Whatever anyone might say to counter it, Nikon is the world’s foremost imaging company, with very few being able to match its versatility and dedication to quality. For ages it has come up with quality lenses, flash units, camera bodies and other imaging equipments, and standards which other companies are looking forward to matching now. The only thing many people complained about as far as Nikon was concerned, was that Nikon and the word affordable were never (or could never be) used together. Even that changed in 2006, when Nikon came out with its first ever affordable entry level DSLR, the D40. This is a 6.1mp DSLR, which also happens to be Nikon’s smallest in terms of DSLR.

Design and Functioning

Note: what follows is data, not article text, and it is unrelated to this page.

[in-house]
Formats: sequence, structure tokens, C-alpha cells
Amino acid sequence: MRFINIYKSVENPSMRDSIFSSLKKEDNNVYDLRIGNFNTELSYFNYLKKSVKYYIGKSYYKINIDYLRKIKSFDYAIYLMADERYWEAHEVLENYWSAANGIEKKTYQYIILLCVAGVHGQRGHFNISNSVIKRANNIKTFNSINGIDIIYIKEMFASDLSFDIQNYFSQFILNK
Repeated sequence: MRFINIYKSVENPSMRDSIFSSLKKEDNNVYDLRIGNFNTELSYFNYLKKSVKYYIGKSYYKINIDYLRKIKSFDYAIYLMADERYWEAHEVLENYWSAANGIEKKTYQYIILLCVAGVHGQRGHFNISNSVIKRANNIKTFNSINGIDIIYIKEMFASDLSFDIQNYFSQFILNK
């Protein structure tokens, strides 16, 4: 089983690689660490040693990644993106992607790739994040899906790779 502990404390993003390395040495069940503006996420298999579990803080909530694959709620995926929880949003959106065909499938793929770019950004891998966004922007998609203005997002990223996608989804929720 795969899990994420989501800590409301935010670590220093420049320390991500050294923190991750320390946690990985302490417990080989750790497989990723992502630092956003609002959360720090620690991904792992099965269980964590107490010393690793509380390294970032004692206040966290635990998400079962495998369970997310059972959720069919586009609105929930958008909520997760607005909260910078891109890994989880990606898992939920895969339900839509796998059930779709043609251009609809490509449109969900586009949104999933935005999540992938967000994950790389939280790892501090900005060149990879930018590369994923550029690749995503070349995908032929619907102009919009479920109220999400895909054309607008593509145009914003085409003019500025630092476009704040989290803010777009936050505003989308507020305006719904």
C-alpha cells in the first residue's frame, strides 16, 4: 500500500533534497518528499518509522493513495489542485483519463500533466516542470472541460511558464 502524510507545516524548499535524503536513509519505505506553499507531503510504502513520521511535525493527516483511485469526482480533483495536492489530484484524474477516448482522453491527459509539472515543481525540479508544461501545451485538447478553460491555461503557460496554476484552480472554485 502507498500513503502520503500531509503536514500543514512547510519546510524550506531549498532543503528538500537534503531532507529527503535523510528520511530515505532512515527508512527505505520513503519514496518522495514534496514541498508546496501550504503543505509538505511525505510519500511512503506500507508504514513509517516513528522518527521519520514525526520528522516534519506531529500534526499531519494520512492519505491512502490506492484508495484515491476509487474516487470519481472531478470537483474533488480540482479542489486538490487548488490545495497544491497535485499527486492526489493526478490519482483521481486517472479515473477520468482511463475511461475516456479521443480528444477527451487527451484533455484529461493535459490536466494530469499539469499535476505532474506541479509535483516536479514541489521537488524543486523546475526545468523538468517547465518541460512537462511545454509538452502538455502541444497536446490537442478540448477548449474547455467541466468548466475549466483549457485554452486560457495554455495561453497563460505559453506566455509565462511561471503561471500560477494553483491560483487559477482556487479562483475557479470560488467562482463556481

Nikon D40’s all-plastic construction makes it very light, especially if you have used a more expensive DSLR. The same is true of the supplied 18-55mm kit lens, which again is made entirely of plastic. The camera is generally well-made and designed. The Nikon D40 follows conventional DSLR design in having a shooting mode dial on the top of the camera, which allows the user to select either one of the advanced mode like Aperture-priority, or 7 scene modes. The menu system of the D40 is very clear and easy to use. There are 4 main menu options, Playback, Shooting, Custom Setting Menu, Setup and Retouch, represented by both icons and text. The various options in each of the 4 menus are clearly displayed in a large font size, and cleverly the current setting for each one is shown to the right as an icon. At less than 500gs without battery, the beautifully styled and compact D40 makes high-performance digital SLR photography easier and more convenient than ever. The large 2.5-inch LCD monitor enables image preview at up to 19 times magnification and has large type fonts and easy-to-view menus as well as three all-new display options: classic, graphic and wallpaper. The D40's image optimize setting lets photographers adjust color, contrast and sharpening as well as other image settings according to the type of scene or output desired. Settings include: normal, softer, vivid, more vivid, portrait, custom and black and white. Highly versatile in-camera editing features include: Nikon D-lighting, red-eye correction, image trimming, image overlay, monochrome black and white, sepia and cyanotype along with skylight, warm tone and custom color filter effects. This camera is compatible with SD/SDHC cards.